’Alternative Spring Breaks’ For Living in the Real World
(San Francisco, Feb. 2011) - College students spend four years reading hundred of books, listening to hundreds of hours of their professors lecturing, and hoping they can remember enough of all of it long enough to pass their exams. And of course, when they’re not busy trying to cram all that information in their heads, they like to have some fun.
So when it comes time to enjoy their Spring semester break, many of them just want to hit the beach in warm countries to lay on the sand, party in clubs, drink too much, and "meet" other students.
But what if it were possible to do all that and experience first-hand what they’ve been studying - while also getting class credit? "That’s the idea behind Global Exchange’s ’alternative Spring break’ Reality Tours," says program director Malia Everette.
For example, students who are trying to understand the world economy - including the roots of the current global financial crisis - can take a 10-day trip to Guatemala, where they’ll learn about its social and political history, enjoy its diverse culture, and bask in its warm climate.
They’ll visit communities all over the country and meet with labor activists, land reform advocates, sustainable farmers, and local artisans such as Aj Quen, a weavers cooperative that helps indigenous Mayans sell their hand-made textiles at a "fair trade" (livable wage) price, including via a U.S.-based, socially responsible shopping portal called World of Good, which offers more than 35,000 products from over 70 countries around the world.
Students studying the environment - and especially the need for sustainable energy to combat global warming - can travel to Cuba to see how it developed and implemented its national energy efficiency and independence plan. In the last five years, Cuba has upgraded its entire electrical system, given more efficient appliances to its citizens, trained young workers to visit every community to teach home energy efficiency, and become the first country in the world to totally phase out incandescent light bulbs.
It has also made great strides in installing solar panels on rural schools and medical clinics, and increasing the use of wind, hydro-electric, biomass, and biogas resources for energy production. And it has created programs to teach energy-related science and technology in schools, and built factories to produce its own photovoltaic solar panels.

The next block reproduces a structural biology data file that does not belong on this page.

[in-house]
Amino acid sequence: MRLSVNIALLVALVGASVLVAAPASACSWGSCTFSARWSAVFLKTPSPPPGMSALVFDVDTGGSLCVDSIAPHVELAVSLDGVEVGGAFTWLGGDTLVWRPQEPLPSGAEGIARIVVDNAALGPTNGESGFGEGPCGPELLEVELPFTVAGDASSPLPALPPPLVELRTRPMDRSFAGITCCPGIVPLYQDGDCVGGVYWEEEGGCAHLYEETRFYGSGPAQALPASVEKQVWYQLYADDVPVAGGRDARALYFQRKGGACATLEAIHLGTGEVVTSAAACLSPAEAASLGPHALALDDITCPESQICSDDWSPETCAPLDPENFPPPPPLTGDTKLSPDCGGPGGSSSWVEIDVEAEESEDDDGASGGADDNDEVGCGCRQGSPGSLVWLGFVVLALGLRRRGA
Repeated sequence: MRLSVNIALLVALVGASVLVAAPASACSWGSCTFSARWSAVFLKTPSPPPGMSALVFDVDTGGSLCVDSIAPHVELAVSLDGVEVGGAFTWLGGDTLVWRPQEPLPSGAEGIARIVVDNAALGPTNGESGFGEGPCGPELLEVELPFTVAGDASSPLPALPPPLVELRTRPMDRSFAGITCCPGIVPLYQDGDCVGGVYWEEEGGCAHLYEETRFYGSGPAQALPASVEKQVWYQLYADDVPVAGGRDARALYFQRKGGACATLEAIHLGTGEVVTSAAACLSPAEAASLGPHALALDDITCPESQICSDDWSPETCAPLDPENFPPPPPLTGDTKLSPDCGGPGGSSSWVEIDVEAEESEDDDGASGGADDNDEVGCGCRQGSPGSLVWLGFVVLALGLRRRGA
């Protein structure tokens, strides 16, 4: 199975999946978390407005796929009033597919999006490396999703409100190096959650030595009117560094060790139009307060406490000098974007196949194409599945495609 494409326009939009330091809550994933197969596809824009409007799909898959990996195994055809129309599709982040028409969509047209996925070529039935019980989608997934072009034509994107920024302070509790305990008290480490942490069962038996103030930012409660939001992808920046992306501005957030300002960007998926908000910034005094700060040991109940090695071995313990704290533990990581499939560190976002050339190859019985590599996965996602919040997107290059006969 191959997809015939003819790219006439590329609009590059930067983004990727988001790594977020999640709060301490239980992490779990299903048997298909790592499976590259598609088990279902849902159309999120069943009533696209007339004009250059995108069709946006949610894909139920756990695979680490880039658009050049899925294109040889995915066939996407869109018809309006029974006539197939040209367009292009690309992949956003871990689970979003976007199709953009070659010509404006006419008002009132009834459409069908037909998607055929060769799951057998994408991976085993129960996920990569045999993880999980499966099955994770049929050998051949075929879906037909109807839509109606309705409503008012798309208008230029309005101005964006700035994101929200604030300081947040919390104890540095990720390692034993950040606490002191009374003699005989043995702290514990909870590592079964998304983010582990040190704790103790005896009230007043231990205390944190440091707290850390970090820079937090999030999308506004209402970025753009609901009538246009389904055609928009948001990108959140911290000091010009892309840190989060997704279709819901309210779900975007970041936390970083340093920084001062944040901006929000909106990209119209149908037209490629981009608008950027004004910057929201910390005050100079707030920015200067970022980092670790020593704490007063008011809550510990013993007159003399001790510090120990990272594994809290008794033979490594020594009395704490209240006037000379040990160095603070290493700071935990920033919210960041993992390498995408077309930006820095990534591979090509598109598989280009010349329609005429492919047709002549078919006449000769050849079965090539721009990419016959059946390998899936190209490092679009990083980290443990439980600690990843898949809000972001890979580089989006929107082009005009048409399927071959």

The alternative Spring break trip is led by the Eco Cuba Exchange and Solar Energy International, whose mission is to teach people Cubans and international visitors to install renewable energy systems and other environmentally efficient and sustainable building technologies.
But Spring break isn’t just for students: Teachers, professors, librarians, administrators and other academic professionals are invited to join a remarkable research delegation to study the Cuban public education system. The UN’s 2005 "Education For All" Global Monitoring Report singled out Cuba - along with much richer countries such as Canada, Finland, and Korea - as an educational role model.
Despite being a relatively poor country, Cuba’s poverty has little effect on the overall educational achievements of its people. It spends nearly 11% of its GDP on education, by far the highest of any country in the world. (Finland is second at just 6 percent.) Its per-pupil expenditure is a fraction of that in the U.S., but is distributed equitably. School is free at all levels, including university. Its pupil-to-teacher ratio is 13.5:1 in primary school and 15:1 at all other levels. Its literacy rate is effectively 100%. In addition, the UN reports that one of every 15 Cubans has a college degree. It is truly a living educational laboratory!
And both students and teachers can earn credit for participating in Reality Tours. Students can earn up to three course credits for language study, study excursions (2-8 days), and volunteer/intern/work abroad experiences. If their own schools don’t have a for-credit travel program, they can arrange for transfer credit through the Northwest Association of Colleges and Universities.
Similarly, K-12 and junior college educators can receive "professional growth" (in-service) credit through the University of San Diego’s Independent Study program for participating in a tour, or creating their own customized tours for their classes.
For more information about these and other alternative Spring break trips, as well as year-round travel to more than 30 other countries around the world, visit www.realitytours.org. For information on Global Exchange’s other international human rights programs and activities, visit www.globalexchange.org